A fired-up Australia attack skittled South Africa’s top order late on the fourth day to march to the brink of victory in the second Test yesterday.
Set a mammoth target of 430 for victory, the tourists’ chase began disastrously, captain Graeme Smith out for a duck from the sixth ball of the innings and three more wickets tumbling quickly in the afternoon heat at the Adelaide Oval.
Wicketkeeper batsman A.B. de Villiers and Faf du Plessis dug in for more than an hour and a half as South Africa staggered to 77-4 at the close, 353 runs adrift of their target.
De Villiers was on 12 and Du Plessis on 19, with injured Jacques Kallis the last specialist batsman in the Proteas’ dressing room.
South Africa assistant coach Russell Domingo conceded a draw was the best they could hope for.
“Definitely, yeah ... We know that 370 on the last day, four wickets down is probably out of the window,” he told reporters.
“The target is far away, but they’re still out there,” he said. “There’s every possibility that something special could happen, so there’s an opportunity for someone to make a major play for his country.”
South Africa’s hopes may again rest on all-rounder Kallis, who battled a hamstring strain to score a half-century in the first innings and help the tourists avoid the follow-on.
With Smith and No. 3 Hashim Amla out before tea, Jacques Rudolph and opener Alviro Petersen resumed at 40-2, but their partnership lasted only five more runs before spinner Nathan Lyon claimed his second wicket of the innings.
Lyon, who two years ago was working as a groundsman at the Adelaide Oval, had Rudolph poke the ball to Ed Cowan, who lunged low and to his left to take a sharp catch at short-leg.
Out for 3, Rudolph’s dismissal was his fourth at the hands of the 25-year-old off-spinner from four innings in the series.
Petersen’s celebrations for his 32nd birthday were tempered an over later, when he was out for 24, dragging a delivery from fellow birthday boy Peter Siddle onto his stumps to leave his team reeling at 45-4.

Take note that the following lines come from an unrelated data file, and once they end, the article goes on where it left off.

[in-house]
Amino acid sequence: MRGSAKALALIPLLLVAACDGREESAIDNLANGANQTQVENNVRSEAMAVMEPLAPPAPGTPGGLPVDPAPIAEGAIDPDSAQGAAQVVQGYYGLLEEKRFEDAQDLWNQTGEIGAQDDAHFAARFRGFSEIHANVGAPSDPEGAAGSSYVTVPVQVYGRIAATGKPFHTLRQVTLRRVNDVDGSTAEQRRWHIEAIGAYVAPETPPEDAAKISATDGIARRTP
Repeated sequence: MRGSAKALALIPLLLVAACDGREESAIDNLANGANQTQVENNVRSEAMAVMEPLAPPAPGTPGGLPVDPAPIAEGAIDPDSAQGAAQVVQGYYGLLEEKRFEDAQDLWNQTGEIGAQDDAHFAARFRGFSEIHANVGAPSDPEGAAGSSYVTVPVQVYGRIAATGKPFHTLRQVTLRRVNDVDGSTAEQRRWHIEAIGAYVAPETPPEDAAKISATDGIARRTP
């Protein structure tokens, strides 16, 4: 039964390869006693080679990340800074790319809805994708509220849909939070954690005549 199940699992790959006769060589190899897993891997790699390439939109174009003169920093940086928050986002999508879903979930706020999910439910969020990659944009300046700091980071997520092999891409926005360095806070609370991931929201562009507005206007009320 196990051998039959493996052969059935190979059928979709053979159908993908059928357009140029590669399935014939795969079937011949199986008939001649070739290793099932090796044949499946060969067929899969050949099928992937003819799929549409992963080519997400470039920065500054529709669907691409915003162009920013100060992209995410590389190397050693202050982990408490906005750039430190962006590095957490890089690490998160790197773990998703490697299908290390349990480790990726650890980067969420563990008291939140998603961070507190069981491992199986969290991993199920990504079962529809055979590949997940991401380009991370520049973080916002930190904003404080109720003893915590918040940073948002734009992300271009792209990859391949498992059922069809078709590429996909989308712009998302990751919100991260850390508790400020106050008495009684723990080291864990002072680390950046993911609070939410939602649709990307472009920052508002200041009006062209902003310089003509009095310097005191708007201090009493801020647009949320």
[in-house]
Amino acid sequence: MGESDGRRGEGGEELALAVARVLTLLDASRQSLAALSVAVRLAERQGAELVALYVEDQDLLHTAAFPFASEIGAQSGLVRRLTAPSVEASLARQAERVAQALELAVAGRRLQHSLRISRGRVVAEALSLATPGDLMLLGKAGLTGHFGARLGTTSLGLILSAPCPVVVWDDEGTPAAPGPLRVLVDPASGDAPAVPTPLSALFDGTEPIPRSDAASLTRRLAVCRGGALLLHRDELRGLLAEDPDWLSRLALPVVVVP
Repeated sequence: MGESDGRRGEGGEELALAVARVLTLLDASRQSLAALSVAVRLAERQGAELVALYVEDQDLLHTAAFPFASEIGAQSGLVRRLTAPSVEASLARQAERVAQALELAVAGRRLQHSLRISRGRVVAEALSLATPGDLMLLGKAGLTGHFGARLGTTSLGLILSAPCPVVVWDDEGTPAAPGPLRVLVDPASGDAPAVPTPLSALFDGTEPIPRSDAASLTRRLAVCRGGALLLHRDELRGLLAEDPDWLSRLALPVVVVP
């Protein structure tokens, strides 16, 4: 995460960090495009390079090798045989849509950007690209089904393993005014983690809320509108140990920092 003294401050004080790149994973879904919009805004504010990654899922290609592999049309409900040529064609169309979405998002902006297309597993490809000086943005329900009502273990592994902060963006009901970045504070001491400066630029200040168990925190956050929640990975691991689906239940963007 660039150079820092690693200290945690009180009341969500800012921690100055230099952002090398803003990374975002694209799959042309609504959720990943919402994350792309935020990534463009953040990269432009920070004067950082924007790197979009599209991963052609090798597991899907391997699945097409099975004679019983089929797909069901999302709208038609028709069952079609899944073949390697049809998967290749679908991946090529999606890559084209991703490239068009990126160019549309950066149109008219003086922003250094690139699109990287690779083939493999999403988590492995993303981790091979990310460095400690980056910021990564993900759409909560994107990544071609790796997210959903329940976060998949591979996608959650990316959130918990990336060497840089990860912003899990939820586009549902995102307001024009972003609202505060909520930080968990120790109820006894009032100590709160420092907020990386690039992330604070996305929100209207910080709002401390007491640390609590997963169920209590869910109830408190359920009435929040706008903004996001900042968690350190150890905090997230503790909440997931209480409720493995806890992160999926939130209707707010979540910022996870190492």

Charged with steering South Africa to safety, De Villiers and Du Plessis slowed their scoring to a crawl, with all thought of victory banished.
The pair added only 10 runs in little more than an hour after the last session’s drinks break, with every score drawing ironic cheers from sections of the crowd of 16,000.
Any wafer-thin South African hopes may lie with the Australians running out of steam on the final day, with paceman James Pattinson ruled out for the rest of the series with a rib injury and Australia’s bowlers forced to shoulder a greater workload.
“Obviously we’re in a good position but there’s still a lot of work tomorrow morning to be done,” Siddle said. “I think if we can stick to the same stuff we did this afternoon we can finish on a good note.”
“We’ll keep charging in tomorrow, keep banging that wicket and we’ll keep having a crack at getting those six wickets,” he said.
Pattinson’s injury soured a dominant day for the hosts, who resumed on 111-5 and declared after lunch at 267-8 following a feisty ninth-wicket stand of 47 from the bowler and Ben Hilfenhaus.
Smith, who anchored the tourists’ first innings with a defiant century, was out for a duck when he sent a thick edge to Ricky Ponting at second slip.
Amla and Petersen added 33 for the second wicket before Lyon struck to remove the South African No. 3 for 17 off 36 balls, caught behind by Australia captain Michael Clarke at slip.